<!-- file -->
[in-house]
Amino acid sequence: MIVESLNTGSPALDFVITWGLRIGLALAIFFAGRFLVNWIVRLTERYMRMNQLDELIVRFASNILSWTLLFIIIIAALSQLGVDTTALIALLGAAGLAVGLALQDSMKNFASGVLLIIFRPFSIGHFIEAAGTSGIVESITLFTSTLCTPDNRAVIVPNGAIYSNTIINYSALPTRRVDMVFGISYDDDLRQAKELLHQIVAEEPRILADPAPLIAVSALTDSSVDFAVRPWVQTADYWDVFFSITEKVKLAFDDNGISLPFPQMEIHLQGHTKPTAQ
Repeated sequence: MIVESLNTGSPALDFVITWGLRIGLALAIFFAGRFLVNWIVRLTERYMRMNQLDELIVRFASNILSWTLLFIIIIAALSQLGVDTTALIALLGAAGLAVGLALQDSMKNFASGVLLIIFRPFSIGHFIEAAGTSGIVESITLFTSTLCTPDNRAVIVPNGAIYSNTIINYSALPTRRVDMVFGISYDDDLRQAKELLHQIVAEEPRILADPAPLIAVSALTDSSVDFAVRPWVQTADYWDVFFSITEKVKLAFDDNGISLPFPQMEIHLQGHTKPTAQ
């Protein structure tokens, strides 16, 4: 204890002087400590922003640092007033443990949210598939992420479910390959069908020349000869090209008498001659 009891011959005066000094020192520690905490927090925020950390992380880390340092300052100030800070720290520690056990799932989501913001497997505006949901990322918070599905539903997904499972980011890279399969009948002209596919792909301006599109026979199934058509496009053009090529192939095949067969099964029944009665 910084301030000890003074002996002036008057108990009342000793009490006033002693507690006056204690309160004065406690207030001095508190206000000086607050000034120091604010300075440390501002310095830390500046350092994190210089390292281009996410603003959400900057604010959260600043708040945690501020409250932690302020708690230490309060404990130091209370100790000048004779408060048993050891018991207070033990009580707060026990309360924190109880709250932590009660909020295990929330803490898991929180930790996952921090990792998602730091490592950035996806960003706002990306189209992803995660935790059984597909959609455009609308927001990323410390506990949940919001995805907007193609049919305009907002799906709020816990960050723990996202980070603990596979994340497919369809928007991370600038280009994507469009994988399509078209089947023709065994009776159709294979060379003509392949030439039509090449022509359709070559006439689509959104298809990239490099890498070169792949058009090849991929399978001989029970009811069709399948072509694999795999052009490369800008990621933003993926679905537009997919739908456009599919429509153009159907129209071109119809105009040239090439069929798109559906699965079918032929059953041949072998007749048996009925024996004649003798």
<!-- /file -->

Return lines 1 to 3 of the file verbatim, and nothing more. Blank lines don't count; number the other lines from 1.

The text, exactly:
[in-house]
Amino acid sequence: MIVESLNTGSPALDFVITWGLRIGLALAIFFAGRFLVNWIVRLTERYMRMNQLDELIVRFASNILSWTLLFIIIIAALSQLGVDTTALIALLGAAGLAVGLALQDSMKNFASGVLLIIFRPFSIGHFIEAAGTSGIVESITLFTSTLCTPDNRAVIVPNGAIYSNTIINYSALPTRRVDMVFGISYDDDLRQAKELLHQIVAEEPRILADPAPLIAVSALTDSSVDFAVRPWVQTADYWDVFFSITEKVKLAFDDNGISLPFPQMEIHLQGHTKPTAQ
Repeated sequence: MIVESLNTGSPALDFVITWGLRIGLALAIFFAGRFLVNWIVRLTERYMRMNQLDELIVRFASNILSWTLLFIIIIAALSQLGVDTTALIALLGAAGLAVGLALQDSMKNFASGVLLIIFRPFSIGHFIEAAGTSGIVESITLFTSTLCTPDNRAVIVPNGAIYSNTIINYSALPTRRVDMVFGISYDDDLRQAKELLHQIVAEEPRILADPAPLIAVSALTDSSVDFAVRPWVQTADYWDVFFSITEKVKLAFDDNGISLPFPQMEIHLQGHTKPTAQ